Functional, utilitarian, decorative… the uses and applications of metal in construction are manifold. By Nandhini Sundar
Whatever be the type of structure opted, metal is an integral part of it, albeit in a varied form depending on the design and material use. This is not merely so for contemporary buildings but for historical structures too, featuring in different forms based on the specific need. Metal has its own unique beauty and character that stands out when used as a decorative element in a structure.
Metal features not only as a structural component or decorative element in a building, but also as a functional or utilitarian factor such as the traditional lead water pipes, tin, zinc roofing sheets, aluminium window frames, to name a few. Copper, bronze, brass, stainless steel likewise find their due place in buildings in various forms and uses.
Prior to the industrial revolution, mostly timber, stone and lime mortar were in use, with metal confined to ornamentation. This altered dramatically after the industrial revolution, especially with cities witnessing a meteoric rise in size and requirements. Interestingly, with greater infusion of metals into the structure, the large load bearing walls became a feature of the past, permitting steep vertical growth of structures.
Metal structures then came up not just to facilitate sheds and warehouses but spectacular commercial spaces, even residences. The Eiffel tower is a classic example of new age materials, design and construction. So is the Louvre in Paris with its wrought iron roof. Iron columns likewise feature in the House of Commons as well as in many 18th century churches in London.
The emergence of skyscrapers in the 20th century transformed architectural design, altering totally the urban landscape. The present contemporary steel structures permit taller structures, thinner walls, the larger windows permitting greater play of natural light in the ensuing larger interiors. Since the early 20th century, wood and carved stone, earlier used for exterior cornices and other detailing, has been replaced by stamped metal serving as lightweight ornamentation.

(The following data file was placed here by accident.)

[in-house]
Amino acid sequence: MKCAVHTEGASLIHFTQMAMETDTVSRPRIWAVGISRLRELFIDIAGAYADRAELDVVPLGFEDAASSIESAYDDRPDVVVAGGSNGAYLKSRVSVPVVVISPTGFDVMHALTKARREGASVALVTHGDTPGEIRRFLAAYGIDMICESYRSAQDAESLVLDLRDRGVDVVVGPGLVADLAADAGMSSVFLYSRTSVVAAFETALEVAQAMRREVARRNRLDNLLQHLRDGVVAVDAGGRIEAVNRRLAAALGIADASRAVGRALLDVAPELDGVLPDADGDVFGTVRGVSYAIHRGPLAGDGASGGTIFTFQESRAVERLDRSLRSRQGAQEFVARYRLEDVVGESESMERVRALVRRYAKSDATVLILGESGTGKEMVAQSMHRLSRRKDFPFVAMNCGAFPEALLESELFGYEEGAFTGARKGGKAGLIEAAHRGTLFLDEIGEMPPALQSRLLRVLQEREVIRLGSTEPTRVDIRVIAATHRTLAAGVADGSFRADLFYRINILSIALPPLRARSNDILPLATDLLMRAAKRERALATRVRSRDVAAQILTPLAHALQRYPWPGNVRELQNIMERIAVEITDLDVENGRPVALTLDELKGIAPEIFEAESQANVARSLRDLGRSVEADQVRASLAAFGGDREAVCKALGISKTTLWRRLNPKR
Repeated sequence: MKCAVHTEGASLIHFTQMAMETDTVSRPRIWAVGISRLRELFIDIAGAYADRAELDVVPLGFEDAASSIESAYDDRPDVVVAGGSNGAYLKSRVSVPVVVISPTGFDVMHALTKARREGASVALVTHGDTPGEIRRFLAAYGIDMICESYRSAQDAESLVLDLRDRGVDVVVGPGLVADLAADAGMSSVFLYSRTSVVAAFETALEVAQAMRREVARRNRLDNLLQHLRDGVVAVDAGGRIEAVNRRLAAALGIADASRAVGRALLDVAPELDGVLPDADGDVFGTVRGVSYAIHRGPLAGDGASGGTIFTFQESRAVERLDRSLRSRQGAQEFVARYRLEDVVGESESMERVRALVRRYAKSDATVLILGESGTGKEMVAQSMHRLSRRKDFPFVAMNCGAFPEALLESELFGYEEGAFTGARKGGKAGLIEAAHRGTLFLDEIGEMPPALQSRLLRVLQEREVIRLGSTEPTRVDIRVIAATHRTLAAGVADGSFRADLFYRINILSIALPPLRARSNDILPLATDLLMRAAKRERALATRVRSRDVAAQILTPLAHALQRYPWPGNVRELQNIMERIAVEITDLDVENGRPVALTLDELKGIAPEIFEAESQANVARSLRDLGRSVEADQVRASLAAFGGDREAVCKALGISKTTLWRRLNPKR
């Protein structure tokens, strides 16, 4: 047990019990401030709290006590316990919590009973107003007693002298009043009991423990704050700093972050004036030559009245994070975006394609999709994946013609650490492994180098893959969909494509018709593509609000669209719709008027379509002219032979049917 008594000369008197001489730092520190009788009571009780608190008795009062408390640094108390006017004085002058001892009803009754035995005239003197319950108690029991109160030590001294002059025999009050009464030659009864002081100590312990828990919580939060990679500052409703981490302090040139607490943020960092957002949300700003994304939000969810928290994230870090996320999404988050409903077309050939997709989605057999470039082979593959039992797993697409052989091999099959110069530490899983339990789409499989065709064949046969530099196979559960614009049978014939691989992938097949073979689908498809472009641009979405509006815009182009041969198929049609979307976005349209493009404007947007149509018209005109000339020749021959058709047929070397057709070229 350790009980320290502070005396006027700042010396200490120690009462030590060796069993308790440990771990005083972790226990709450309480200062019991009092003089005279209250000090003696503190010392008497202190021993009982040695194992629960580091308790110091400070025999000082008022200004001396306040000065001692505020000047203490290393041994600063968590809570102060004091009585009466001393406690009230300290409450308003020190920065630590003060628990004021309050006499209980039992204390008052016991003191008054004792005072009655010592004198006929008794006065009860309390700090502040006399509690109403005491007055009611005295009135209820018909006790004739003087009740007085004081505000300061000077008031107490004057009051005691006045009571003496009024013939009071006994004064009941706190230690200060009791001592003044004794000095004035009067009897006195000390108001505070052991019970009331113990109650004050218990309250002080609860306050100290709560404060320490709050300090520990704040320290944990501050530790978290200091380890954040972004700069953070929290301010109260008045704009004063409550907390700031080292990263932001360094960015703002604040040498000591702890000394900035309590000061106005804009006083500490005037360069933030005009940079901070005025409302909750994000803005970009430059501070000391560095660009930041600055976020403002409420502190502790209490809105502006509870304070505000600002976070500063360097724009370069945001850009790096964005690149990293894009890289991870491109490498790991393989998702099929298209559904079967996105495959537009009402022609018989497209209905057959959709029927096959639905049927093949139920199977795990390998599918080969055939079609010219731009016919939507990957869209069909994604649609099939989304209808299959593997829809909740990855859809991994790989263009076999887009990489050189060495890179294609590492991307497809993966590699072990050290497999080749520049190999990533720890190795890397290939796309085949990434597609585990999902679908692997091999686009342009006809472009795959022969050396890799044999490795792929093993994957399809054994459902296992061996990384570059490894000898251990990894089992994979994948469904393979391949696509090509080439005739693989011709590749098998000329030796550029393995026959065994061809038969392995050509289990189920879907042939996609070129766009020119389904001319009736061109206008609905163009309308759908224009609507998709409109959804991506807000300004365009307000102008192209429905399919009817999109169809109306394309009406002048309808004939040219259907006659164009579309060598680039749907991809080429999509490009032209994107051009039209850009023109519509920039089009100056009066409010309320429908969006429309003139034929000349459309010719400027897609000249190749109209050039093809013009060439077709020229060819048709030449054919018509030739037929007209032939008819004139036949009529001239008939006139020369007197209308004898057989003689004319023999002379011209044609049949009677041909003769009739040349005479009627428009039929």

Permits large span
The choice of metal in contemporary structures not only permits a larger vertical expanse as well as more spacious interior spaces, given the thinner walls replacing the erstwhile thick load bearing walls, but also a larger span sans multiple columns in the interior spaces. Added to this is the sleek look of the finished structure as well as the easier, faster modes of construction compared to the conventional masonry work.
Says architect Swapnil Valvatkar of Collage Architecture Studio, “Opting for a metal structure permits a column-free large span in the interior spaces, the structural steel members serving as decorative elements, which can complement a contrasting play of warm wood in the interior space”. In one of his restaurant projects, Valvaktar, along with his team, opted for a steel and glass structure to house a dine-in facility that redefined the concept of the ubiquitous Darshini.
“The seamless connect of the interiors with the sprawling greens of the landscape is achieved through the option of sleek metal framed glass walls, tapering walls, and inverted sloping roof, combined with the contrasting warm hues of a terracotta flooring”, he elaborates.
While metal has a significant place in structures, ancient and modern, their presence as a decorative element prevails in equal measure in both traditional and contemporary spaces. A look at some of the exquisitely carved wooden doors of the Indian temples and palaces will corroborate this. The presence of metal on these massive doors was not merely as elaborately patterned large hinges and bolts but also as decorative motifs on the carved wood surface to enhance the richness of the mammoth entries.
A view of some of the wrought iron railings, jaalis, outdoor furniture of the buildings, especially in the Colonial period, reveals similar functional as well as decorative presence of metal. Ornamentation also prevailed in the form of exotic clocks and large chandeliers that were housed in these Colonial bungalows.
Cut to the contemporary scene and presence of metal is equally strong as both functional and decorative element. Not only exquisite wrought iron furniture is sought to decorate an interior, metal also features as exotic art in contemporary interior as well as exterior spaces. Interestingly, this metal art also finds its presence in ingenious piecing together of scrap metal pieces, the evolving piece either serving as a highlight window or as wall art in a large interior.
Be it as a functional element, decorative piece or merely infused into a structure to address specific requirements or even breathe a unique language into a space, clearly metal is here to stay.
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